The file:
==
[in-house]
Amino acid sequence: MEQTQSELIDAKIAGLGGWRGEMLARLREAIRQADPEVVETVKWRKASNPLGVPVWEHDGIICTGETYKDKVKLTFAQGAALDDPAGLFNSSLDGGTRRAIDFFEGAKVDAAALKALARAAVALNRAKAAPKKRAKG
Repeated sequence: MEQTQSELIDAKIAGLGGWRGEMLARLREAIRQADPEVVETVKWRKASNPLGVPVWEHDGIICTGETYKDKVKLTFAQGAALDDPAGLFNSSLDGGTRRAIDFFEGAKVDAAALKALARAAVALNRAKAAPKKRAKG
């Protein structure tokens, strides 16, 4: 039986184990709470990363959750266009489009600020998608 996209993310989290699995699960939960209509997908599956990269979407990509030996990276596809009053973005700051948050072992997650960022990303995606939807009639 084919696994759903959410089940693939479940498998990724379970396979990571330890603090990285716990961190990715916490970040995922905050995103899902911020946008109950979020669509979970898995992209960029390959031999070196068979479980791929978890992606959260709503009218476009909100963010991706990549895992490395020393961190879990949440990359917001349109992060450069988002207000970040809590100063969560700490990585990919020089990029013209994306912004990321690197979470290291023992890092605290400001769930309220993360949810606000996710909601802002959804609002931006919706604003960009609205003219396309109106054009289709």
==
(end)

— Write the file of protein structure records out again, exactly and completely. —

[in-house]
Amino acid sequence: MEQTQSELIDAKIAGLGGWRGEMLARLREAIRQADPEVVETVKWRKASNPLGVPVWEHDGIICTGETYKDKVKLTFAQGAALDDPAGLFNSSLDGGTRRAIDFFEGAKVDAAALKALARAAVALNRAKAAPKKRAKG
Repeated sequence: MEQTQSELIDAKIAGLGGWRGEMLARLREAIRQADPEVVETVKWRKASNPLGVPVWEHDGIICTGETYKDKVKLTFAQGAALDDPAGLFNSSLDGGTRRAIDFFEGAKVDAAALKALARAAVALNRAKAAPKKRAKG
């Protein structure tokens, strides 16, 4: 039986184990709470990363959750266009489009600020998608 996209993310989290699995699960939960209509997908599956990269979407990509030996990276596809009053973005700051948050072992997650960022990303995606939807009639 084919696994759903959410089940693939479940498998990724379970396979990571330890603090990285716990961190990715916490970040995922905050995103899902911020946008109950979020669509979970898995992209960029390959031999070196068979479980791929978890992606959260709503009218476009909100963010991706990549895992490395020393961190879990949440990359917001349109992060450069988002207000970040809590100063969560700490990585990919020089990029013209994306912004990321690197979470290291023992890092605290400001769930309220993360949810606000996710909601802002959804609002931006919706604003960009609205003219396309109106054009289709």